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READING
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My early and invincible love of reading, . . . I would not exchange for the treasures of India.
      - Edward Gibbon, Memoirs

He that loves reading has everything within his reach.
      - William Godwin

Every reader reads himself out of the book that he reads; nay, has he a strong mind, reads himself into the book, and amalgamates his thoughts with the author's.
      - Johann Wolfgang von Goethe

There are three classes of readers; some enjoy without judgment; others judge without enjoyment; and some there are who judge while they enjoy, and enjoy while they judge. The latter class reproduces the work of art on which it is engaged. Its numbers are very small.
      - Johann Wolfgang von Goethe

The sagacious reader who is capable of reading between these lines what does not stand written in them, but is nevertheless implied, will be able to form some conception.
      - Johann Wolfgang von Goethe, Autobiography
         (bk. XVIII, Truth and Beauty)

What they're accustomed to is no great matter,
  But then, alas! they've read an awful deal.
    [Ger., Zwar sind sie an das Beste nicht gewohnt,
      Allein sie haben schrecklich viel gelesen.]
      - Johann Wolfgang von Goethe,
        Faust--Vorspiel auf dem Theater (l. 13),
        (Bayard Taylor's translation)

In a polite age almost every person becomes a reader, and receives more instruction from the Press than the Pulpit.
      - Oliver Goldsmith, The Citizen of the World
         (letter LXXV)

The first time I read an excellent book, it is to me just as if I had gained a new friend. When I read a book over I have perused before, it resembles the meeting with an old one.
      - Oliver Goldsmith, The Citizen of the World
         (letter LXXXIII)

I read part of it all the way through.
      - Samuel Goldwyn

The art of reading is to skip judiciously. Whole libraries may be skipped in these days, when we have the results of them in our modern culture without going over the ground again.
      - Philip Gilbert Hamerton

Read much, but not many works.
      - Sir William Hamilton (3)

By conversing with the mighty dead, we imbibe sentiment with knowledge. We become strongly attached to those who can no longer either hurt or serve us, except through the influence which they exert over the mind. We feel the presence of that power which gives immortality to human thoughts and actions, and catch the flame of enthusiasm from all nations and ages.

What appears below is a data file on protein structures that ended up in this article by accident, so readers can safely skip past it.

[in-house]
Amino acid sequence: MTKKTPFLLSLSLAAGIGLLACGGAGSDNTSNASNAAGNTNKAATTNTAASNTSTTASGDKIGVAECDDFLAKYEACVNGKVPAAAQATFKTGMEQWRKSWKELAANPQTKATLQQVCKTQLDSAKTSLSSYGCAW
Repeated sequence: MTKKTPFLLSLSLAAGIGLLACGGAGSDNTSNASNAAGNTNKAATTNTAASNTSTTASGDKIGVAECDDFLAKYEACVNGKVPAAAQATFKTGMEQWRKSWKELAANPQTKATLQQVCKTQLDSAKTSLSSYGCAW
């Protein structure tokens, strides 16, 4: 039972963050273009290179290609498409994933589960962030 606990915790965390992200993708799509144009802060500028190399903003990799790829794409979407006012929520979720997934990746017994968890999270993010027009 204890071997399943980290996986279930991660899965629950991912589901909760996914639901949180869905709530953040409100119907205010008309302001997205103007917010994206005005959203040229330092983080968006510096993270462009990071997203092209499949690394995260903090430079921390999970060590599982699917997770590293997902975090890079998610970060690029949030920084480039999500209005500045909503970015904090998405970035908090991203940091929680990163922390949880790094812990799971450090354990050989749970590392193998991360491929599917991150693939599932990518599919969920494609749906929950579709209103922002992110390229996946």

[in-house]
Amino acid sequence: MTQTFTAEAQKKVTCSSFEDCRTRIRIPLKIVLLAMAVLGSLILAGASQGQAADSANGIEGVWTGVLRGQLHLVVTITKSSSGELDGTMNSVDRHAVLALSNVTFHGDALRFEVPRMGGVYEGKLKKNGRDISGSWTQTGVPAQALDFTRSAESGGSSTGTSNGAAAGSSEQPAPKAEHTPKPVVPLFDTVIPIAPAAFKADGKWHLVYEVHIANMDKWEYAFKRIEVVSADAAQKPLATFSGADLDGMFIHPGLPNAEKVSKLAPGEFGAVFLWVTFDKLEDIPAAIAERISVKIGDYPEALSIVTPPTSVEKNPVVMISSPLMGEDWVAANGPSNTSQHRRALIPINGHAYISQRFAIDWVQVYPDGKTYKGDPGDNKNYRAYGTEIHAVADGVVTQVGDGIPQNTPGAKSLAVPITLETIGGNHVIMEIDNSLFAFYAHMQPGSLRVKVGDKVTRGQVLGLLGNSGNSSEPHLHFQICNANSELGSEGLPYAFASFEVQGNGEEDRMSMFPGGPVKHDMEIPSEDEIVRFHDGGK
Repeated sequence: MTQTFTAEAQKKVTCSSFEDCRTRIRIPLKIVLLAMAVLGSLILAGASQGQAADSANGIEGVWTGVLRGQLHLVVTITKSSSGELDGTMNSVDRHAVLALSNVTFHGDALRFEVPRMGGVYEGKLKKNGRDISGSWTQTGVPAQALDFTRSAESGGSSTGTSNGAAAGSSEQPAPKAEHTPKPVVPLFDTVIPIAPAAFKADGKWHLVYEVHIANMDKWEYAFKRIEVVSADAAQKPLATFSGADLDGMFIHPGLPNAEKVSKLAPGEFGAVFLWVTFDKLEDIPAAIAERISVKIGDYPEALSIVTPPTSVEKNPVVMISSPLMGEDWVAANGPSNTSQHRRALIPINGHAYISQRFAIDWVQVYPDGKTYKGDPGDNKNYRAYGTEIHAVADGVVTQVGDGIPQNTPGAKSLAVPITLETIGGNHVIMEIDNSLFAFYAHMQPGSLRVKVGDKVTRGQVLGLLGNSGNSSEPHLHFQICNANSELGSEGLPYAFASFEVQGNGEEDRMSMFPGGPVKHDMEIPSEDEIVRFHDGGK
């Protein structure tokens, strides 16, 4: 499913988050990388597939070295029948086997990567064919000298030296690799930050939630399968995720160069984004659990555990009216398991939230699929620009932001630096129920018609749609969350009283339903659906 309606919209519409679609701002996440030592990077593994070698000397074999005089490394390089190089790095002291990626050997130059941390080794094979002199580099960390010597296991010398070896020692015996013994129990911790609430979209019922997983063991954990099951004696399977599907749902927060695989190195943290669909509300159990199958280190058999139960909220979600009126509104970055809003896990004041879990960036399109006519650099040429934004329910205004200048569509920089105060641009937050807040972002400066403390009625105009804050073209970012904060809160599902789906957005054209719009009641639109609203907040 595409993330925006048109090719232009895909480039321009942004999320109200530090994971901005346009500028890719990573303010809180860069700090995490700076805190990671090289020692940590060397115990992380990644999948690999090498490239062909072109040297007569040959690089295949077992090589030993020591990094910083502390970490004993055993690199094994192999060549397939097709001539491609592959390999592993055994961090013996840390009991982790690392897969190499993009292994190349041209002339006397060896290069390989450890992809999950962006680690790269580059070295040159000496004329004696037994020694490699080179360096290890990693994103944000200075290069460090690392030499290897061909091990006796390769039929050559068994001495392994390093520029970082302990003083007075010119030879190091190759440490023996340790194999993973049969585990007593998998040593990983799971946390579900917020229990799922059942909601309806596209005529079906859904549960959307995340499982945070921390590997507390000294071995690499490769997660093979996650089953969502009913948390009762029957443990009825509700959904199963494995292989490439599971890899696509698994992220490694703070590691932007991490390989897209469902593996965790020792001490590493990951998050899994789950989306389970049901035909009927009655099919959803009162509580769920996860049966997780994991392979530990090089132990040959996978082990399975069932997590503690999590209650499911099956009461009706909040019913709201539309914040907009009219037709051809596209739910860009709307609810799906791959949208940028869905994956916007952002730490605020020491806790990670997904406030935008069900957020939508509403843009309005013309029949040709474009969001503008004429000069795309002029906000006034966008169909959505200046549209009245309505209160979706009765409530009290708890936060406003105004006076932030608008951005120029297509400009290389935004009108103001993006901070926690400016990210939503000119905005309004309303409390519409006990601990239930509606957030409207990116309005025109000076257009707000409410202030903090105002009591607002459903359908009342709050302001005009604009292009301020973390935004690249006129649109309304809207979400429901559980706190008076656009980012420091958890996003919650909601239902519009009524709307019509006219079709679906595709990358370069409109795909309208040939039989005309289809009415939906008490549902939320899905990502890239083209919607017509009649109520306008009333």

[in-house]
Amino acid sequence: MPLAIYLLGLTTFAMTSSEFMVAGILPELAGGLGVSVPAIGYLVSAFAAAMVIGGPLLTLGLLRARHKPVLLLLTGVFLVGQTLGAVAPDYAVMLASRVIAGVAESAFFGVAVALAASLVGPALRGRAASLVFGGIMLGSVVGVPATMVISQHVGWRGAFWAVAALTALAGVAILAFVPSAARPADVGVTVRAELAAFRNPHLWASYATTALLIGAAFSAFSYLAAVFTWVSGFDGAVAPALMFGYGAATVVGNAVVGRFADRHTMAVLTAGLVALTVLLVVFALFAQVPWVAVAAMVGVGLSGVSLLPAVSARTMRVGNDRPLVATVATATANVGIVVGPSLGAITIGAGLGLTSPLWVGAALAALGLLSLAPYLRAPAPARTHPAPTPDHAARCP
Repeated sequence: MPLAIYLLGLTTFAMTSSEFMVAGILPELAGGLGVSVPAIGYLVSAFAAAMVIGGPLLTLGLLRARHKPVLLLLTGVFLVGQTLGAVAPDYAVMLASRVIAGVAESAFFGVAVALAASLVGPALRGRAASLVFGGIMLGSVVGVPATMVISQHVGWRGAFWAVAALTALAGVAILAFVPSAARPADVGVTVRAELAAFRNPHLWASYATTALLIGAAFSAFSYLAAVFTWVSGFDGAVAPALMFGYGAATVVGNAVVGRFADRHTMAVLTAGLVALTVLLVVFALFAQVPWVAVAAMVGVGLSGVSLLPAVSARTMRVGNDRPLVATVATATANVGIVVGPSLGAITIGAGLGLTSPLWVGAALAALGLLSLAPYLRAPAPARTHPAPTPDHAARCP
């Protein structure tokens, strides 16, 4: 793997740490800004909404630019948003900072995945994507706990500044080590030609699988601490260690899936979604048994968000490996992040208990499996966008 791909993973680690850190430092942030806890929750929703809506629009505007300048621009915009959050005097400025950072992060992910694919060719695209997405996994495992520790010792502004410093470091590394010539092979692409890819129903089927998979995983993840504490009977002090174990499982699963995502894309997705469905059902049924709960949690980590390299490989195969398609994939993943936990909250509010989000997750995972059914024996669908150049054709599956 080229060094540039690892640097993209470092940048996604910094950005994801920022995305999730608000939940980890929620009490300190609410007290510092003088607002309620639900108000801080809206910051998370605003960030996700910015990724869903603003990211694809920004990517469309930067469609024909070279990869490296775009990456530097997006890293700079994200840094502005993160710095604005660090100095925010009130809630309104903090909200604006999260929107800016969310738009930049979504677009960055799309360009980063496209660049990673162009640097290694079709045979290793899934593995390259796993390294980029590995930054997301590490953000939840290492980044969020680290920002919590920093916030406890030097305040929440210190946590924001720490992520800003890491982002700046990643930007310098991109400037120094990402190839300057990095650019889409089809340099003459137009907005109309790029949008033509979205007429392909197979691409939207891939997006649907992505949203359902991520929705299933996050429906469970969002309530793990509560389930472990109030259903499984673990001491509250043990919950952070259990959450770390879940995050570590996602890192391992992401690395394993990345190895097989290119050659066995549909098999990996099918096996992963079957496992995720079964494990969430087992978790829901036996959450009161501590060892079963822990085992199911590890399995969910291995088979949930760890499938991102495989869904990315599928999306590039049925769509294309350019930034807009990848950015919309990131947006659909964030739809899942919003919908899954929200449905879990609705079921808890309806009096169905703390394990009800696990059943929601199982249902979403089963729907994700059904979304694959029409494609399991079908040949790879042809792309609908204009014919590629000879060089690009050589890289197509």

- William Hazlitt (1)

When I take up a book I have read before, I know what to expect; the satisfaction is not lessened by being anticipated. I shake hands with, and look our old tried and valued friend in the face,--compare notes and chat the hour away.
      - William Hazlitt (1)

Reading is sometimes an ingenious device for avoiding thought.
      - Sir Arthur Helps

There is a gentle, but perfectly irresistible coercion in a habit of reading well directed, over the whole tenor of a man's character and conduct, which is not the less effectual because it works insensibly, and because it is really the last thing he dreams of.
      - Sir John Frederick William Herschel, 1st Baronet Herschel

The ideas of the classics, so far as living, are our commonplaces. It is the modern books that give us the latest and most profound conceptions. It seems to me rather a lazy makeshift to mumble over the familiar.
      - Oliver Wendell Holmes, Jr.,
        in a letter to Wu, March 26, 1925, see Shriver's "Book Notices, Uncollected Papers, etc."

When the last reader reads no more.
      - Oliver Wendell Holmes, Sr.

Reading is like permitting a man to talk a long time, and refusing you the right to answer.
      - Edgar Watson Howe

He that reads and grows no wiser seldom suspects his own deficiency, but complains of hard words and obscure sentences, and asks why books are written which cannot be understood.
      - Samuel Johnson (a/k/a Dr. Johnson) ("The Great Cham of Literature")

If a man begins to read in the middle of a book, and feels an inclination to go on, let him not quit it to go to the beginning. He may perhaps not feel again the inclination.
      - Samuel Johnson (a/k/a Dr. Johnson) ("The Great Cham of Literature")

No man reads a book of science from pure inclination. The books that we do read with pleasure are light compositions, which contain a quick succession of events.
      - Samuel Johnson (a/k/a Dr. Johnson) ("The Great Cham of Literature")

People seldom read a book which is given to them; and few are given. The way to spread a work is to sell it at a low price. No man will send to buy a thing that costs even sixpence without an intention to read it.
      - Samuel Johnson (a/k/a Dr. Johnson) ("The Great Cham of Literature")

What is written without effort is in general read without pleasure.
      - Samuel Johnson (a/k/a Dr. Johnson) ("The Great Cham of Literature")

A man ought to read just as inclination leads him; for what he reads as a task will do him little good.
      - Samuel Johnson (a/k/a Dr. Johnson) ("The Great Cham of Literature"),
        Boswell's Life of Johnson

Books have always a secret influence on the understanding; we cannot at pleasure obliterate ideas: he that reads books of science, though without any desire fixed of improvement, will grow more knowing; he that entertains himself with moral or religious treatises, will imperceptibly advance in goodness; the ideas which are often offered to the mind, will at last find a lucky moment when it is disposed to receive them.
      - Samuel Johnson (a/k/a Dr. Johnson) ("The Great Cham of Literature"),
        The Adventurer (no. 137)


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